World oil prices sank in thin year-end trade on Wednesday, as traders took profits from recent gains that were sparked by heightened tensions over key crude producing nation Iran.
New York's main contract light sweet crude for February delivery, known as West Texas Intermediate (WTI), eased 50 cents to $100.84 a barrel.
Brent North Sea crude for February dipped 99 cents to $108.28 in subdued afternoon London trade ahead of the New Year break.
"We saw some small correction lower in the oil market, as investors were prompted to some profit-taking to lock in recent gains," said analyst Myrto Sokou at the Sucden Financial Research brokerage in London.
Crude futures had rallied on Tuesday after Iran warned that it will try to close the vital Strait of Hormuz in response to further Western sanctions.
However, those concerns have since eased.
"Shutting down the strait ... is the last bullet that Iran has and therefore we have to express some doubt that they would do this and at the same time lose their support from China and Russia," said Petromatric analyst Olivier Jakob.
Iranian Vice President Mohammad Reza Rahimi made his threat Tuesday as Tehran conducted naval war games near the Strait of Hormuz, at the entrance of the oil-rich Gulf where 40 percent of the world's oil transits.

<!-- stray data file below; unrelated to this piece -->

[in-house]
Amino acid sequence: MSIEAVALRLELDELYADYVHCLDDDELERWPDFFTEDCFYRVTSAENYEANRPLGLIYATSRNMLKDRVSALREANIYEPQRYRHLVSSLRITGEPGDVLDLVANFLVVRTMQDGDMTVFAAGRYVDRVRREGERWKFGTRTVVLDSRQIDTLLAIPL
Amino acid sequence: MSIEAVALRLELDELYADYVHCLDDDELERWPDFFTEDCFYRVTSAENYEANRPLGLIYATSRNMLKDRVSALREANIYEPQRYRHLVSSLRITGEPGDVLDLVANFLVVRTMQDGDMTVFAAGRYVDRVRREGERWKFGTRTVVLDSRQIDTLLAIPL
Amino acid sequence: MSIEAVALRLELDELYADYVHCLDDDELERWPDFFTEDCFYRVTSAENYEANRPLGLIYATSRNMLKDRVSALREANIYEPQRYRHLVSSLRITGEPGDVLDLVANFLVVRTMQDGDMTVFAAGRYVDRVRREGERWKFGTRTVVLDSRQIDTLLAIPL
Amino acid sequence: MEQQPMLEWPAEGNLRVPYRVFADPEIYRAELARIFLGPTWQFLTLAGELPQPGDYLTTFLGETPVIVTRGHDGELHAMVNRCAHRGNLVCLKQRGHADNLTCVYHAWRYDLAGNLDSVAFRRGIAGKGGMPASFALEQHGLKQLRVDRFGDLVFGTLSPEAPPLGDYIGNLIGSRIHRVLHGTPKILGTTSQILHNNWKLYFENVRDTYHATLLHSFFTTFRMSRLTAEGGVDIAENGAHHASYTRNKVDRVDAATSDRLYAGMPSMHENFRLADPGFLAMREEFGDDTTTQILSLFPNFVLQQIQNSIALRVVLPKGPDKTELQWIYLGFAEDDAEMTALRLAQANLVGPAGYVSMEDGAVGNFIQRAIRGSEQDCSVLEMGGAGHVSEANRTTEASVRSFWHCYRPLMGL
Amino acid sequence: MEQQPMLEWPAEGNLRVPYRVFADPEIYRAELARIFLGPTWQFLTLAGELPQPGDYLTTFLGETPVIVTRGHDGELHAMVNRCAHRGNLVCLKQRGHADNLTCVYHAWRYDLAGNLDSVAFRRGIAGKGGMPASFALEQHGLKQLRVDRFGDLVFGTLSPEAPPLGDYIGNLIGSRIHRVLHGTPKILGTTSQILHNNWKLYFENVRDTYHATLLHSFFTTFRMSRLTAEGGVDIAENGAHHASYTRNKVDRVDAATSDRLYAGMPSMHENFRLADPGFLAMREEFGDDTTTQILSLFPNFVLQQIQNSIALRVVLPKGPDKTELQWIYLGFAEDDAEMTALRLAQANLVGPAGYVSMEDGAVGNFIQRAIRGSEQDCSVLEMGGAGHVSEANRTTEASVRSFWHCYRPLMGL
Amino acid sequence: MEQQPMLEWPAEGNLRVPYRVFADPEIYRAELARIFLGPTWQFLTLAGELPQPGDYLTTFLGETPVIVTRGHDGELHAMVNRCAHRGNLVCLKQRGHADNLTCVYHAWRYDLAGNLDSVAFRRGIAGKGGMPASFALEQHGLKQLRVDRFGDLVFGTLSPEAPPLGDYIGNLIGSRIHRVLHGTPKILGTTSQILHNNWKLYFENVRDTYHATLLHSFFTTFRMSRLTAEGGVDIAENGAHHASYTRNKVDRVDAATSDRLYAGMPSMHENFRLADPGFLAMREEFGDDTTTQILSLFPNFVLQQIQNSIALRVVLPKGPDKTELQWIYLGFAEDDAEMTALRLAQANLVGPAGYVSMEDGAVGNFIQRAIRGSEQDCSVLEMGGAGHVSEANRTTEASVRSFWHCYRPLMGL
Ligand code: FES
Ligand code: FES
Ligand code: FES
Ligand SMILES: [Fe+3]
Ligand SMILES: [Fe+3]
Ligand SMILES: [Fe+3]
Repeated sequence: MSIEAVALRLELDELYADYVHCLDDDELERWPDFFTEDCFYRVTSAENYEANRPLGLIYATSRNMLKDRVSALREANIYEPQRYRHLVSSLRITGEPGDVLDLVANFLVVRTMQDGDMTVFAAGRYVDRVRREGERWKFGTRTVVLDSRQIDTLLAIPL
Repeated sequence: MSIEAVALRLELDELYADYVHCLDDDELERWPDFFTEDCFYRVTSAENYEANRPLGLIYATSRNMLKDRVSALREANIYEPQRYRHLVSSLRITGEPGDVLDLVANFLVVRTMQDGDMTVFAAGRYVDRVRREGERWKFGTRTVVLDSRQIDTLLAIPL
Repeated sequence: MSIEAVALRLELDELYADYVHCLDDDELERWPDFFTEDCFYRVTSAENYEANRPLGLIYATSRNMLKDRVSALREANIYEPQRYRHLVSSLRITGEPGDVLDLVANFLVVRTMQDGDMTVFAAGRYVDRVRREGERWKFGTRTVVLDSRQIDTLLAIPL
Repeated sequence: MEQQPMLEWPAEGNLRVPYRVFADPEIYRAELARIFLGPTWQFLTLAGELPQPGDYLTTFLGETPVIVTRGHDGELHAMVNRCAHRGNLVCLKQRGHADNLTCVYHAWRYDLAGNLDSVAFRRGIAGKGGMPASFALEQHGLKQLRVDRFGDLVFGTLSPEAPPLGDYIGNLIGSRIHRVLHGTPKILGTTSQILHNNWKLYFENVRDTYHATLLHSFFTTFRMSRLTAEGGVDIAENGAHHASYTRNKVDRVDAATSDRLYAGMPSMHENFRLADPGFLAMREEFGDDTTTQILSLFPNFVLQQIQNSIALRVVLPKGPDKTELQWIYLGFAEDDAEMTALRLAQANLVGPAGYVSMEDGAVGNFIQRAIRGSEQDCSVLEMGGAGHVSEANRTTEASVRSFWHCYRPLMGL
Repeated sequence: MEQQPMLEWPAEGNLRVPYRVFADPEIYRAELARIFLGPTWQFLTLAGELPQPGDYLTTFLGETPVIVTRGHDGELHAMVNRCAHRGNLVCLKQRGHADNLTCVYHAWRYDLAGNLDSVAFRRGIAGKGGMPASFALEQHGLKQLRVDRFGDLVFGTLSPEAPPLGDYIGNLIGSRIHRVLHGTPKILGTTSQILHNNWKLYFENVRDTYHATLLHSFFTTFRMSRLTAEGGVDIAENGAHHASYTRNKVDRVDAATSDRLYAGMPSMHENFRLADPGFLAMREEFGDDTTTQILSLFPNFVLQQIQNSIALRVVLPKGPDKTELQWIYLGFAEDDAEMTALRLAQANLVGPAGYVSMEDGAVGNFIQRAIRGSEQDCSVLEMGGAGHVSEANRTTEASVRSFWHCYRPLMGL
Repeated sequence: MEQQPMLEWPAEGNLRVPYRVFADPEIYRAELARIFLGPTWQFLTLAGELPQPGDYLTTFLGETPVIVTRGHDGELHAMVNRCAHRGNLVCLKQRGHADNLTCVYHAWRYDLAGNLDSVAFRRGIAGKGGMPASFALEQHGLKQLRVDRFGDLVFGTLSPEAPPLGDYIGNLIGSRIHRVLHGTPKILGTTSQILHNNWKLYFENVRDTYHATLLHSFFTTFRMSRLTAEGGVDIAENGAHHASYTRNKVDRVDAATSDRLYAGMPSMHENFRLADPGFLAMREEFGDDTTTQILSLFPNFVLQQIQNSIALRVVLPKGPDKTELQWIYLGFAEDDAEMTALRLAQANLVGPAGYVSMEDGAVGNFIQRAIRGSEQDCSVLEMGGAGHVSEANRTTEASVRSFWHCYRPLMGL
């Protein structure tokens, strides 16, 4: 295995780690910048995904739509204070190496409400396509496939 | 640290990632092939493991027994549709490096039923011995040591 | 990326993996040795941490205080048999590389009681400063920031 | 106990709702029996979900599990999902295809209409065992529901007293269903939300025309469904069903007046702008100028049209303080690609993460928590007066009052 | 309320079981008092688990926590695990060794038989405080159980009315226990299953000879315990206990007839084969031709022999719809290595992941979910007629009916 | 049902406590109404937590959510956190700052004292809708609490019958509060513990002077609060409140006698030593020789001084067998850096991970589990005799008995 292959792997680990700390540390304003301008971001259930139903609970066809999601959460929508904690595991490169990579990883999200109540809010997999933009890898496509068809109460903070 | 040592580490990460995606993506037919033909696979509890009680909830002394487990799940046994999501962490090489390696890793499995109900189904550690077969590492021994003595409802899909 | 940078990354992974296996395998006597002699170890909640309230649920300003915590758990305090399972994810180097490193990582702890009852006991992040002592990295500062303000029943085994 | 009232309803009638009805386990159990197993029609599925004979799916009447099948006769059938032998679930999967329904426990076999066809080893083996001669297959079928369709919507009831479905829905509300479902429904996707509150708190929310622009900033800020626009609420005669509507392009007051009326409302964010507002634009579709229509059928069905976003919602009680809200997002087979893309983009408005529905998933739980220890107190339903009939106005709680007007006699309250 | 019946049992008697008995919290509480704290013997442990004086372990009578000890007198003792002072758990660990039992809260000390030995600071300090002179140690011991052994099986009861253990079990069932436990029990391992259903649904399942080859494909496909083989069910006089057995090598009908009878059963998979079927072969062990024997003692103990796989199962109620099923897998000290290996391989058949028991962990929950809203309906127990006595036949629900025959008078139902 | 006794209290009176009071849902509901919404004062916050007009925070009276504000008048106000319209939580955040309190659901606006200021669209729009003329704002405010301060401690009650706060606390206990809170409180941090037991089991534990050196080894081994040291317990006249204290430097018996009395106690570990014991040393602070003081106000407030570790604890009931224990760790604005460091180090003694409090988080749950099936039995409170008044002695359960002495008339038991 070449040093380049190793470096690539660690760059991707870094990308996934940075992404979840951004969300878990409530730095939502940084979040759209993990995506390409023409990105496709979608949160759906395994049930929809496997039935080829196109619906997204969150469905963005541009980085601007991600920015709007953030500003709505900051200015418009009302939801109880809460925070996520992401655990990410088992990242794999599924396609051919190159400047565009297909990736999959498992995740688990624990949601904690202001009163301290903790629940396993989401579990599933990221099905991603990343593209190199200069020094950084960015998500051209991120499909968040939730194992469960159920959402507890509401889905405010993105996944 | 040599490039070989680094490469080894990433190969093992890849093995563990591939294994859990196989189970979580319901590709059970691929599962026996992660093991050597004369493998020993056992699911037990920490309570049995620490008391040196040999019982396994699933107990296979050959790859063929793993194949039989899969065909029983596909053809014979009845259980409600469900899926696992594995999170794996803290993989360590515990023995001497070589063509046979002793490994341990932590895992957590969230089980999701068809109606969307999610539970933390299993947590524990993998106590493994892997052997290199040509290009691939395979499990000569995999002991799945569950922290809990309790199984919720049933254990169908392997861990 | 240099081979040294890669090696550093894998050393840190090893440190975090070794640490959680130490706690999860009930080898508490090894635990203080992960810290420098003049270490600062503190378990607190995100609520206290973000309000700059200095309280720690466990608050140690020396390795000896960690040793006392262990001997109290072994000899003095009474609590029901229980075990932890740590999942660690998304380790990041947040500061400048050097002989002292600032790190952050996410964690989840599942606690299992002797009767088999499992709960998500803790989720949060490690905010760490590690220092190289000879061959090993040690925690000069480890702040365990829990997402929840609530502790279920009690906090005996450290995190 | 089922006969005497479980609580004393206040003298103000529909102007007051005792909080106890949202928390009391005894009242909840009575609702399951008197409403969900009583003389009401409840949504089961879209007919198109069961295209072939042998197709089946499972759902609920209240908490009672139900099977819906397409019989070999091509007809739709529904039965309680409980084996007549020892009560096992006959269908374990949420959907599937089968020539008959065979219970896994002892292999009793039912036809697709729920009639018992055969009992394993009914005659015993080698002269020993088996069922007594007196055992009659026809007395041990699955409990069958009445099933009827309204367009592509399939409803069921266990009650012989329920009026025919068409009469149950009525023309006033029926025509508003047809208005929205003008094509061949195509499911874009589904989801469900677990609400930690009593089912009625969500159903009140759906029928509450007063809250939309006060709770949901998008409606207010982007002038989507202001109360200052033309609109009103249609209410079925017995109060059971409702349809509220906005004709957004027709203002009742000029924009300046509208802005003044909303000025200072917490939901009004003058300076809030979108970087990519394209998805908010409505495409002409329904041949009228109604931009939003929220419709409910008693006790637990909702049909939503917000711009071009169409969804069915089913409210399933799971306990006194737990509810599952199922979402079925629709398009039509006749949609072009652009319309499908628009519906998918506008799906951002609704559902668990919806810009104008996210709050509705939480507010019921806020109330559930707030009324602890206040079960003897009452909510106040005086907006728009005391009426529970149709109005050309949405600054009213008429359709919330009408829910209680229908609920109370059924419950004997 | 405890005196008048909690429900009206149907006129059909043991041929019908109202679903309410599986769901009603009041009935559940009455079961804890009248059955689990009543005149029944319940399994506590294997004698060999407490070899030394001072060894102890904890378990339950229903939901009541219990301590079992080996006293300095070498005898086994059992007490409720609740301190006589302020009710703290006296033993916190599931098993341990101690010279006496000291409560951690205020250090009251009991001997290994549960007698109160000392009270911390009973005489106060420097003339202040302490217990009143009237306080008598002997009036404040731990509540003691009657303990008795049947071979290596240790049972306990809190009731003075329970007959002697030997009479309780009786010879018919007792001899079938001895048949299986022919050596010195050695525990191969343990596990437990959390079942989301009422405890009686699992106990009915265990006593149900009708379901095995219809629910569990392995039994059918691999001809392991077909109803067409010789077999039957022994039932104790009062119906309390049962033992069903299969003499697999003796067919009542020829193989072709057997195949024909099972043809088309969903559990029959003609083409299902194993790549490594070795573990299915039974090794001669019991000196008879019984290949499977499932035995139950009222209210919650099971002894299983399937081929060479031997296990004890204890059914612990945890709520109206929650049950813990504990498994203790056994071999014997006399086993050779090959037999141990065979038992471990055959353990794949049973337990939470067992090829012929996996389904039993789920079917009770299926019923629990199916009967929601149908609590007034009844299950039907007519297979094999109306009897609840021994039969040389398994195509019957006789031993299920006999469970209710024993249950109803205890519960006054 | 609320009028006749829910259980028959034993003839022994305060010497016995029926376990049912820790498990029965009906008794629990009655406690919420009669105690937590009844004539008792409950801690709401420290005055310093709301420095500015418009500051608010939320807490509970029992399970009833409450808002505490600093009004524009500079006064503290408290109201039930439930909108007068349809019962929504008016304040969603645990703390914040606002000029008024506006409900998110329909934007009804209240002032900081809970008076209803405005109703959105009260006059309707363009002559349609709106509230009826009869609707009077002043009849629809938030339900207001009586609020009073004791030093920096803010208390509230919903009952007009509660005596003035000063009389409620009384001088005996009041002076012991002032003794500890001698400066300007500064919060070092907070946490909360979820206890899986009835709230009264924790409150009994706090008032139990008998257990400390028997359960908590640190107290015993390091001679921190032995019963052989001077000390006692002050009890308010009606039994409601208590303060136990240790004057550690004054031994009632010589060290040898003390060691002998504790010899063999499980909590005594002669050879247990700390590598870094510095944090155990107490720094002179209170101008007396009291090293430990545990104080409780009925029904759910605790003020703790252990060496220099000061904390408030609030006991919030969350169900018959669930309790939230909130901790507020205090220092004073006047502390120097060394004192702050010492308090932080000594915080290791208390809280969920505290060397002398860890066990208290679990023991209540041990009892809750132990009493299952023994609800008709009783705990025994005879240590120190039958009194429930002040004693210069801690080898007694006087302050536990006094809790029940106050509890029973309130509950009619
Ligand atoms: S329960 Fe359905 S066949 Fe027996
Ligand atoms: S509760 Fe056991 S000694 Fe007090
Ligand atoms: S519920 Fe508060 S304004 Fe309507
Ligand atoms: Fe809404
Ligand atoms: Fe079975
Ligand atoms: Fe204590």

"If sanctions are adopted against Iranian oil, not a drop of oil will pass through the Strait of Hormuz," Rahimi was quoted as saying by the state news agency IRNA.
"We have no desire for hostilities or violence... but the West doesn't want to go back on its plan" to impose sanctions, he said.
Several Western states are considering oil sanctions against Iran over its nuclear programme, accusing it of seeking to develop nuclear weapons.
The strait links the Gulf, bordered by petroleum-rich states such as Bahrain, Kuwait, Qatar, Saudi Arabia and the United Arab Emirates, with Oman.
"The Christmas holiday period had some surprises for the oil market, as WTI crude oil surged on Tuesday to climb above the psychological level of $100 per barrel to hit a six-week high, mainly supported by rumours that Iran might block crude oil supplies through the Strait of Hormuz," added Sokou.